With all five members returning, Wellesley council chambers were somewhat subdued for Monday night’s inaugural meeting of the new term.
Following a year that witnessed local tempers flare over a proposed trail by the Wellesley Trails Association, and saw township spending concerns arise among councillors, this first session was a time for ceremony and reflections as councillors Shelley Wagner (Ward 1), Herb Neher (Ward 2), Jim Olender (Ward 3) and Paul Hergott (Ward 4), as well as Mayor Ross Kelterborn, were sworn-in for another four-year term.
All five were acclaimed ahead of the Oct. 25 municipal election.
A brief slide show of photographs highlighting the work accomplished in the past four years was shown to the approximately 20 family and invited guests present that night, including the renovation of the township office and various public-works projects such as road paving on Ament Line and Manser Road, as well as several bridge repair projects.
Kelterborn then read the oath of office and was presented with the chain of office by chief administrative officer Susan Duke.
“As usual, it is a privilege for me to work with the staff of Wellesley Township, and this particular council has worked as a team together for the betterment of this township,” said Kelterborn.
Referring to the slideshow, Kelterborn said how proud he was of the many projects approved and passed by council in the previous four years, projects that include the Mill Creek subdivision and the St. Clements industrial land development.
However, he was quick to point out the first and most pressing issue facing this new term of council: the township’s budget.
“In my opinion, because we spent and used a lot of our reserves for getting (federal) stimulus money – where we got $2 for every $1 we put in – we depleted a lot of our reserves, and I think it is incumbent upon us to rebuild those reserves back to approximately where they were,” he said.
The councillors were then sworn back into office by reading and signing their oaths, and each had the opportunity to say a few words.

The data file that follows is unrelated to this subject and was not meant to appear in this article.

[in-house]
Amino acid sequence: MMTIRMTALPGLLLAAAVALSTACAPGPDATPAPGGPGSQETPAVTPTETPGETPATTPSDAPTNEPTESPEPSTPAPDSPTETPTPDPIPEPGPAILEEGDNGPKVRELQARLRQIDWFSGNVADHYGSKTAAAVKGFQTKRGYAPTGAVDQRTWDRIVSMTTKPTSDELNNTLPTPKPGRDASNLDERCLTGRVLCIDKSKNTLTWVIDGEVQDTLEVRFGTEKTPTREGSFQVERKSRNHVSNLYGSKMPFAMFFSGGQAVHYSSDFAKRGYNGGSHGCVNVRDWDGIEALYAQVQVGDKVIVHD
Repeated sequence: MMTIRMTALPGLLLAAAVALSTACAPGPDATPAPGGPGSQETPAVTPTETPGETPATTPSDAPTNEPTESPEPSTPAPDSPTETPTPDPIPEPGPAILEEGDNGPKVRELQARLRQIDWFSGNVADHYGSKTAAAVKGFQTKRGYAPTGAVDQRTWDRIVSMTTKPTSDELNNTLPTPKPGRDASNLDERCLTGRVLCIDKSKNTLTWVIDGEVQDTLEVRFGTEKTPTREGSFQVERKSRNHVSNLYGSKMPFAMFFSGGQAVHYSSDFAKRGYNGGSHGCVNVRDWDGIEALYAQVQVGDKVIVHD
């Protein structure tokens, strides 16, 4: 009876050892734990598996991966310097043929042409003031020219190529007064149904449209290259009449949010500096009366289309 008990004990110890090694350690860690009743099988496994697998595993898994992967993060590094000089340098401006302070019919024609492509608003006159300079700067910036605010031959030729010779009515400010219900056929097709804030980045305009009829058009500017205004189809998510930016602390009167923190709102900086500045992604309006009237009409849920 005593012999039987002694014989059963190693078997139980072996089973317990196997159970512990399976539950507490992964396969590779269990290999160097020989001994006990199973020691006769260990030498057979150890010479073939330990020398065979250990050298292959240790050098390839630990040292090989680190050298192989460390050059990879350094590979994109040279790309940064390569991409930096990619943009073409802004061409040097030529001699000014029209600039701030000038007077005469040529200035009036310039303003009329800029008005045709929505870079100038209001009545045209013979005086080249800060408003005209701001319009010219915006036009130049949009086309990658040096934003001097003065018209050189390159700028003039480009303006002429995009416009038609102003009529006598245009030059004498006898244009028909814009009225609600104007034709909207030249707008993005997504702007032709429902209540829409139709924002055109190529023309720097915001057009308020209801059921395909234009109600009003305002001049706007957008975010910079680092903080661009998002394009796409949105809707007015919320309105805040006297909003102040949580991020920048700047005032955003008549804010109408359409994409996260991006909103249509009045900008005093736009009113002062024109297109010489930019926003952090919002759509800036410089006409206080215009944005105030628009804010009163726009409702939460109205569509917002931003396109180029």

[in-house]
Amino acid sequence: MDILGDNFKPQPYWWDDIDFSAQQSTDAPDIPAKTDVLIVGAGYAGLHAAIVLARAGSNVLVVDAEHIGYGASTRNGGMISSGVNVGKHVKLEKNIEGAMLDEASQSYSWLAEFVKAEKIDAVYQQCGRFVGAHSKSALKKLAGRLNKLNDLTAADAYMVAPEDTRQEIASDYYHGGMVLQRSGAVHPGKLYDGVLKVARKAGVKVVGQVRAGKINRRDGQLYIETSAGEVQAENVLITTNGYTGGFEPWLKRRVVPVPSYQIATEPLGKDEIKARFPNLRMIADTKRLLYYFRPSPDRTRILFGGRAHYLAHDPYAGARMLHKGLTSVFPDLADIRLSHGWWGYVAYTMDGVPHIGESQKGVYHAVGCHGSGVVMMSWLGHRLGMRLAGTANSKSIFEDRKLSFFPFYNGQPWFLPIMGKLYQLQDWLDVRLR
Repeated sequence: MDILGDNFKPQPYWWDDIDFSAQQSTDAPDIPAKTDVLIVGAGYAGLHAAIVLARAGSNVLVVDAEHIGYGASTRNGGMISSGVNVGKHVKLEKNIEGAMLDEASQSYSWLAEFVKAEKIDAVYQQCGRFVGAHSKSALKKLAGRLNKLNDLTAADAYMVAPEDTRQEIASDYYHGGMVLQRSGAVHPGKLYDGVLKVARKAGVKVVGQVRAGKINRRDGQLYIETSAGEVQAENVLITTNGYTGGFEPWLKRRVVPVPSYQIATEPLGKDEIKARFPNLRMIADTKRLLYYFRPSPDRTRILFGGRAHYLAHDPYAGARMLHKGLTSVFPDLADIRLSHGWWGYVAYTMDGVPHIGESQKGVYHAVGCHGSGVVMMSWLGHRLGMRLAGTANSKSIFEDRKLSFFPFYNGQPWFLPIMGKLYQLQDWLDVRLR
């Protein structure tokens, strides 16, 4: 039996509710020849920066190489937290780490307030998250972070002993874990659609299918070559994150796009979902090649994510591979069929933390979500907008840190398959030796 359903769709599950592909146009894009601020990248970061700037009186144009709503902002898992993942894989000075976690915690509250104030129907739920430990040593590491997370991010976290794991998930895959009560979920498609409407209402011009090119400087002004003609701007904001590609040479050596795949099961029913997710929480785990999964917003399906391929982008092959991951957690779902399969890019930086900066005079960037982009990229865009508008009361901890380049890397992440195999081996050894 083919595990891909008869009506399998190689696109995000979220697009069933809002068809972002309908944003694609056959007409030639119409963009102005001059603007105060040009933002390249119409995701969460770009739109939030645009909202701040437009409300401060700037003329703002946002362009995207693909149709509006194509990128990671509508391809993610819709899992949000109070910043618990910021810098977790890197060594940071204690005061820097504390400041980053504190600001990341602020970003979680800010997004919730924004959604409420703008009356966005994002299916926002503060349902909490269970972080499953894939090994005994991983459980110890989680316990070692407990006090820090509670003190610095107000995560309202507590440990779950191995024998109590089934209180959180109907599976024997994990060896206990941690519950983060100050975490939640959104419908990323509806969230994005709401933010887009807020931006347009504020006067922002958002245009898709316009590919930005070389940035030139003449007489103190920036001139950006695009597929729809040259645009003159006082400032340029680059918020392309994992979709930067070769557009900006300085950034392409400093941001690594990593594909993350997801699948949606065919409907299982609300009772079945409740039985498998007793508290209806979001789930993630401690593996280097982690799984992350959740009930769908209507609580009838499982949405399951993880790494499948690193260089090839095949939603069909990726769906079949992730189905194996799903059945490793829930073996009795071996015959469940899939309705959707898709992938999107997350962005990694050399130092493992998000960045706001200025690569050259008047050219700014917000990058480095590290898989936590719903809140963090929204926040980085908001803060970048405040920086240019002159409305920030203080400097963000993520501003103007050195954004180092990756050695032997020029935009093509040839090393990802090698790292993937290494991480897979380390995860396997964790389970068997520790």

“When I first ran people asked ‘why the heck would you want to sit for four years?’” mused Olender. “Well, that four years went by in a flash, so I’m looking forward to the next four with the same group.”
Neher echoed Kelterborn’s appreciation of the current council’s team approach to problem-solving and decision- making.
“We’ve gotten to know each other, and regardless of the decisions that you make you’re always going to have someone who is adversely affected by the decision,” Neher said. “I think we’ve done a good job of compromising in those situations so it becomes a win-win situation, and I think it takes skills to do that.”
There is no question that the next four years will be full of challenges. With the township’s pressing budget issues, the planning required to accommodate the growth that the area is expecting over the next decade, and that pesky trail debate that just won’t seem to go away, the five individuals who sit around the council table certainly have their hands full.
And in his opening prayer to the group, Pastor Andy Schroth foreshadowed the inevitable challenges that council will face over the next four years.
“Wouldn’t it be wonderful if you could agree on everything around the table? And wouldn’t it be wonderful if you didn’t have any hard decisions to make or anyone to disappoint?” he said.
“But your world isn’t like that.”